Find Information About:

Drugs & Supplements

Get information and reviews on prescription drugs, over-the-counter medications, vitamins, and supplements. Search by name or medical condition.

Pill Identifier

Pill Identifier

Having trouble identifying your pills?

Enter the shape, color, or imprint of your prescription or OTC drug. Our pill identification tool will display pictures that you can compare to your pill.

Get Started
My Medicine

My Medicine

Save your medicine, check interactions, sign up for FDA alerts, create family profiles and more.

Get Started

WebMD Health Experts and Community

Talk to health experts and other people like you in WebMD's Communities. It's a safe forum where you can create or participate in support groups and discussions about health topics that interest you.

  • Second Opinion

    Second Opinion

    Read expert perspectives on popular health topics.

  • Community


    Connect with people like you, and get expert guidance on living a healthy life.

Got a health question? Get answers provided by leading organizations, doctors, and experts.

Get Answers

Sign up to receive WebMD's award-winning content delivered to your inbox.

Sign Up

Font Size

Port-Wine Stain Birthmarks

Port-wine stains are birthmarks that look like someone spilled wine on the skin. About 3 out of every 1,000 children are born with this pink-to-reddish mark.

You'll see port-wine stains most often on faces, heads, arms, or legs. But they can appear anywhere on the body. These red marks are rarely harmful, and they usually aren't signs of any major health problem. The biggest concern is often whether a port-wine birthmark will upset a child or hurt their self-confidence, especially when they're a teenager.Port-wine stain on infants face

What Causes Port-Wine Stains

Port-wine stains are a kind of vascular birthmark, meaning that they're related to the skin's blood vessels. These birthmarks, including port-wine stains, are not caused by anything the mother does or doesn't do before or during her pregnancy. You can't prevent them.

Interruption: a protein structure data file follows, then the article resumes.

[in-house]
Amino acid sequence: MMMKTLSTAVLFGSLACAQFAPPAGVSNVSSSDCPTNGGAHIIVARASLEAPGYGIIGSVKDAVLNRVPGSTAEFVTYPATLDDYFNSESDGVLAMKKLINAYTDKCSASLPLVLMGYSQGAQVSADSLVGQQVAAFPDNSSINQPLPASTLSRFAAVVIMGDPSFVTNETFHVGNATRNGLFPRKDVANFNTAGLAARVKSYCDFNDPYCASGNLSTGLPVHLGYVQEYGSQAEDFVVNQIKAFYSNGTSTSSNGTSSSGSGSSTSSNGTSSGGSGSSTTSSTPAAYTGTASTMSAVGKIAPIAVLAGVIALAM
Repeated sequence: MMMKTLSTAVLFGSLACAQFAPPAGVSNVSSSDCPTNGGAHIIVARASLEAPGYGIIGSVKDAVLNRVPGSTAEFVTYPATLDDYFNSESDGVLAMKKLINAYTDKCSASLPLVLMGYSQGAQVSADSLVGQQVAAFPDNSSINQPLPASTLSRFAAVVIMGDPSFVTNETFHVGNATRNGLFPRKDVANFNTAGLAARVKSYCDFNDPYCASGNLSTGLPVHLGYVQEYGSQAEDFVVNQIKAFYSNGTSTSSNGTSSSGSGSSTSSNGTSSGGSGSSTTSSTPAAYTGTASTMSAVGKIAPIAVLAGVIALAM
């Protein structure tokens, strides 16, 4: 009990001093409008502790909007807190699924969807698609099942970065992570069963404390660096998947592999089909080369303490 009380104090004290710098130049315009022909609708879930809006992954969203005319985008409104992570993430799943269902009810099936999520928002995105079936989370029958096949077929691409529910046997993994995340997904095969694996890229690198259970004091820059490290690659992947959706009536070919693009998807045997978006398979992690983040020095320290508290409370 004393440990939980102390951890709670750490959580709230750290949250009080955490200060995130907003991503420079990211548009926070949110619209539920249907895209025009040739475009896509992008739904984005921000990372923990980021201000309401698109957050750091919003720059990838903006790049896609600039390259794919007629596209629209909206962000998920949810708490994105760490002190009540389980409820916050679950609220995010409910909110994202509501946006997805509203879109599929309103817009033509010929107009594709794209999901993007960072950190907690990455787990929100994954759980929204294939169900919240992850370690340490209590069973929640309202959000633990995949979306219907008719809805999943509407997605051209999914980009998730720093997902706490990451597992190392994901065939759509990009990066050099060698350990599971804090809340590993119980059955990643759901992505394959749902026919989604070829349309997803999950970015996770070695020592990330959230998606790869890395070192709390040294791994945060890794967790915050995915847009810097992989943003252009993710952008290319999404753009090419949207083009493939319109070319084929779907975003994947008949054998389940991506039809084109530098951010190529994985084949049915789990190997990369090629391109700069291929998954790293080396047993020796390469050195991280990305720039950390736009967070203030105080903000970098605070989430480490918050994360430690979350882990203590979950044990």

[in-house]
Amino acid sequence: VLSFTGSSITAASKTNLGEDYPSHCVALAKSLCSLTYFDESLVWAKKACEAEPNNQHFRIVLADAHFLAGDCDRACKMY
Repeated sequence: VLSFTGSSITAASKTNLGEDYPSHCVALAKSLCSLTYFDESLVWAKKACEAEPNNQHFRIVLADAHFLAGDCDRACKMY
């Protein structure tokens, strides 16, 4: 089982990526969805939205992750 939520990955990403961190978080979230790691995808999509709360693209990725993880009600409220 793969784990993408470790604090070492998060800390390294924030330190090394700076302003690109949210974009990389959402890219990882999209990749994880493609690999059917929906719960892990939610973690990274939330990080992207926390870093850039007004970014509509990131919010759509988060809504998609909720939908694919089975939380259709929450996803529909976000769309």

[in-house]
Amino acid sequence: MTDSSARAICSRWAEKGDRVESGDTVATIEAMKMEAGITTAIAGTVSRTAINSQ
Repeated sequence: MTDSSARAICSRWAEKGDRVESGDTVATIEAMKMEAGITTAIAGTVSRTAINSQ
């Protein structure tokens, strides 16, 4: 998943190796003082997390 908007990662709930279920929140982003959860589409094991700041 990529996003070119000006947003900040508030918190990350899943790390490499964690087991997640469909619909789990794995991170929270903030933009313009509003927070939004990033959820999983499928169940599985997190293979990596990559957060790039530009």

A port-wine stain happens when chemical signals in tiny blood vessels don't "turn off," and those blood vessels get bigger. The extra blood turns the skin red. Researchers found that port-wine stains start with the mutation of one specific gene. What causes this change in a developing baby's DNA still isn't clear.

In about 3% of people who have a port wine stain on the face, this same mutation causes Sturge-Weber syndrome, a condition that affects the brain. People with this syndrome have seizures and eye problems. They may have weak muscles, migraines, and trouble learning.

What Happens to Port-Wine Stains

Unlike some other birthmarks, such as a "stork bite" or "strawberry," a port-wine stain grows as the child grows. The birthmark will last into adulthood. The color usually gets darker, turning purple or a deep red. The skin of a port-wine stain often gets thicker, and it may go from feeling smooth to pebbly.

The birthmark shouldn't itch or hurt, and it shouldn't bleed. If it does, you should have it checked by a doctor. Sometimes, a port-wine stain gets drier than the skin around it, and using moisturizer will help.

Port-wine stains around an eye or on an eyelid might cause glaucoma, which can lead to blindness.

What to Do About a Port-Wine Stain

Your doctor can check the birthmark during a regular visit and let you know if there could be any problems.

A port-wine stain, especially when it's large or on their face, might affect a kid's self-esteem. It might make others treat them differently, too. If you're concerned, ask your doctor about your options. For instance, laser treatments may help make port-wine stains smaller and lighter.

The main thing you can do is talk with your child. Help them prepare for other people's questions and reactions. Explain that their birthmark is just a part of their body, like the color of their eyes or how tall they are. It has nothing to do with the kind of person he or she is.

WebMD Medical Reference

Reviewed by Melinda Ratini, DO, MS on August 26, 2015

Today on WebMD

Pictures and symptoms of the red, scaly rash.
woman with dyed dark hair
What it says about your health.
woman with cleaning products
Top causes of the itch that rashes.
atopic dermatitus
Identify and treat common skin problems.
itchy skin
shingles rash on skin
woman with skin tag
Woman washing face
woman washing her hair in sink
close up of womans bare neck
woman with face cream